No Budget, No Pay Act of 2013by Representative Robert A. Brady
Posted on 2013-01-23
BRADY of Pennsylvania. Madam Speaker, I yield myself such time as
I may consume.
This bill is not a serious or viable attempt to address the debt ceiling issue and is merely another way to avoid dealing with the difficult choices we need to make.
We have been here before. We know what happens when we govern with this kick-the-can-down-the-road mentality. The most troubling effect, again, is the constitutionality of this bill is also dangerously unclear.
I was not on the floor last week when my colleagues read the Constitution. Maybe they didn't reach the 27th Amendment. I am not a constitutional attorney. I am not an attorney in any way, and I make no apologies for that. But it's real easy: No law, varying the compensation for the services of the Senators or Representatives, shall take effect, until an election of the Representatives shall have intervened.
``Varying'' is the, again, as my friend did say, operative word. If you aren't getting a paycheck in a month and you're going to wait for 18 months, that's varying. So it could be--and, in my opinion, it is--a constitutional problem.
But be that as it may, I do commend the majority for recognizing that Congress must pay its bills, that raising the debt ceiling isn't about spending more money, it's about paying for bills we already incurred.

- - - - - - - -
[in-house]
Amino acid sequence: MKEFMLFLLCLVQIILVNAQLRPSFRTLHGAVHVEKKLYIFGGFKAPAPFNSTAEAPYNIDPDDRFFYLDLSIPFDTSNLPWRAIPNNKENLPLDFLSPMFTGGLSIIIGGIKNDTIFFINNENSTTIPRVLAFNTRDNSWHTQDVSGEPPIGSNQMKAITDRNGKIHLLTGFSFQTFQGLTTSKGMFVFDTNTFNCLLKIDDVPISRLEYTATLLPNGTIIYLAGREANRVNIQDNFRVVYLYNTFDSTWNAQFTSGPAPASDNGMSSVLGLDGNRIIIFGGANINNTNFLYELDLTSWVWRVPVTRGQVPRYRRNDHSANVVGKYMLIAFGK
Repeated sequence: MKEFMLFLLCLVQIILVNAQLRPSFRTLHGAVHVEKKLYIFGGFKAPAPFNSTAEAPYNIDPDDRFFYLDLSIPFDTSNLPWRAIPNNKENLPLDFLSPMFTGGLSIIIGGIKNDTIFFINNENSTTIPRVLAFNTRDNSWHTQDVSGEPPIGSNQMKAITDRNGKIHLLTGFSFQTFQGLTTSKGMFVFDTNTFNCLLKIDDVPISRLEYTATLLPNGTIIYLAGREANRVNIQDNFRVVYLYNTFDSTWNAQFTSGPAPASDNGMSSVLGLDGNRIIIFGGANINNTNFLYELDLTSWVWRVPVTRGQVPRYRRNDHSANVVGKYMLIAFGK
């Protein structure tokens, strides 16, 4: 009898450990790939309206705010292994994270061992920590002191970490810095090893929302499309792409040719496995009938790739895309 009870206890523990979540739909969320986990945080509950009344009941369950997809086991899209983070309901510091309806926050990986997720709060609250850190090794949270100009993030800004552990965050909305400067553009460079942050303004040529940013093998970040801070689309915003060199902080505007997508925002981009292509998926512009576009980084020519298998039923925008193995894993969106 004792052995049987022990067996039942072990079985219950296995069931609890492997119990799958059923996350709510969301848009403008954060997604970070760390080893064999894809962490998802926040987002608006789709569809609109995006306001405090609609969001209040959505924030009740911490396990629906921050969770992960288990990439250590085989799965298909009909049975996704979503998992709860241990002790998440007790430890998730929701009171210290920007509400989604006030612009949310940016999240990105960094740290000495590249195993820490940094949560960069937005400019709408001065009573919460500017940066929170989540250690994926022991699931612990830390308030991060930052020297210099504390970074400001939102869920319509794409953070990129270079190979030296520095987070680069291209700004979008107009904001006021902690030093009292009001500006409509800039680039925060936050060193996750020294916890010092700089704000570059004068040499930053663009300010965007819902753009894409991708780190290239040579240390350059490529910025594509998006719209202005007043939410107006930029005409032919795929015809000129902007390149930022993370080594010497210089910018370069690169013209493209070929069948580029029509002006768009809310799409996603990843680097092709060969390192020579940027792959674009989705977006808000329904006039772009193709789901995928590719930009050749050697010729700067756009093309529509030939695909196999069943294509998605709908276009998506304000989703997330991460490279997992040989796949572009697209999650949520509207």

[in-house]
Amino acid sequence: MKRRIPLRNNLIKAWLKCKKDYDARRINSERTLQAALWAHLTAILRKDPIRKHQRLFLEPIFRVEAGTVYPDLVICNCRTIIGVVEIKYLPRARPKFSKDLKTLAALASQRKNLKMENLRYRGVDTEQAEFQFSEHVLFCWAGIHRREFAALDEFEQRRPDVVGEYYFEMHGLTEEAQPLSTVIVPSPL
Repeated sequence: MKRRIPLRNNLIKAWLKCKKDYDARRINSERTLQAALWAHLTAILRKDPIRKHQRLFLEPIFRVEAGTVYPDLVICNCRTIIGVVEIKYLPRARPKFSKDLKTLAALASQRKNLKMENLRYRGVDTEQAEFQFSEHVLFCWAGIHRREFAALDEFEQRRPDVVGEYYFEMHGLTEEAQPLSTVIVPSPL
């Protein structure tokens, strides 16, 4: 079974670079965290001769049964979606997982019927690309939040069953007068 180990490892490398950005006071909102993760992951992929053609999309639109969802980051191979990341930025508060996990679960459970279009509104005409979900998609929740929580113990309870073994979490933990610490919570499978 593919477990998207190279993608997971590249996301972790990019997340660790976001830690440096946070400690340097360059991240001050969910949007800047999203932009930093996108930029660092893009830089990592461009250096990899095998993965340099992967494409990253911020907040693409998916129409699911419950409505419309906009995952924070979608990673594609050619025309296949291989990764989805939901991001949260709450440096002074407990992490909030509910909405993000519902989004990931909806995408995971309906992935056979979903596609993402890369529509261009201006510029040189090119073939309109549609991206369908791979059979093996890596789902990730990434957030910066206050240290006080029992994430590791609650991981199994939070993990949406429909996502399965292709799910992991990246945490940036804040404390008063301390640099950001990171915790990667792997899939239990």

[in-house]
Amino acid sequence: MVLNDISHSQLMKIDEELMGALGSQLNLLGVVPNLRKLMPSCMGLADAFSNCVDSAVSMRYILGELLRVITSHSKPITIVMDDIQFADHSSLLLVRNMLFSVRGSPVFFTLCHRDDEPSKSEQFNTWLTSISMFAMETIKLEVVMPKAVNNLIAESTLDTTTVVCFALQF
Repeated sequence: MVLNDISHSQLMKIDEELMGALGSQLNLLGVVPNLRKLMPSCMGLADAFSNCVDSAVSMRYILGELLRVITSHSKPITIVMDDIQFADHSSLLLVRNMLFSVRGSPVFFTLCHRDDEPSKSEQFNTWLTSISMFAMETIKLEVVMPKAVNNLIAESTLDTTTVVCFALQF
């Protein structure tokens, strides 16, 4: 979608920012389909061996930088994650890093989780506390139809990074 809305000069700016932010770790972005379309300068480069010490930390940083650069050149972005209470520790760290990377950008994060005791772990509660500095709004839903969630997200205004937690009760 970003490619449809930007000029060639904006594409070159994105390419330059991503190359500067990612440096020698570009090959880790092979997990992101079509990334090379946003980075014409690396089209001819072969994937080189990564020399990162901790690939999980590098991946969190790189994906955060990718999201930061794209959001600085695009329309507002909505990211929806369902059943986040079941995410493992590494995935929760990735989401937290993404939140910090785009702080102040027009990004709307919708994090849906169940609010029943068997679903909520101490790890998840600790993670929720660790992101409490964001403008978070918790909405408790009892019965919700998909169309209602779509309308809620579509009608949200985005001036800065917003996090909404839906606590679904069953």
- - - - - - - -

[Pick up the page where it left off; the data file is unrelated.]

There is widespread, bipartisan acknowledgement of how difficult and serious the fiscal challenges before us have become. However, this proposal is just another attempt to yet again put the discussion off for another day.
Madam Speaker, I came here and I saw the sign, ``No Budget, No Pay.'' It probably should say, ``No Budget, Delayed Pay,'' but it sounds better when you say ``No Budget, No Pay.'' That means we may not be getting paid, but we're going to get paid; it will be delayed, but we're going to get paid.
Every year in this house we do pass a budget; although, it's a budget that I can't vote for. It's a budget that hurts the middle class, the working class, the want-to-be-working class, and it also hurts the American people's safety net. We know again this year we will pass that budget. So our friends on the other side of the aisle are putting up a No Budget, No Pay quite well knowing that they will probably pass their budget and we probably will get paid.
On another thought, as my good friend, Mr. Doyle, from Pittsburgh has said to me, why not no gun control, no pay? Why not no immigration reform, no pay? Why not no DISCLOSE Act, no pay? So, Madam Speaker, in my opinion--and I think in a lot of my colleagues' opinion--it's a gimmick bill. No Budget, No Pay has no teeth.
With that, I reserve the balance of my time.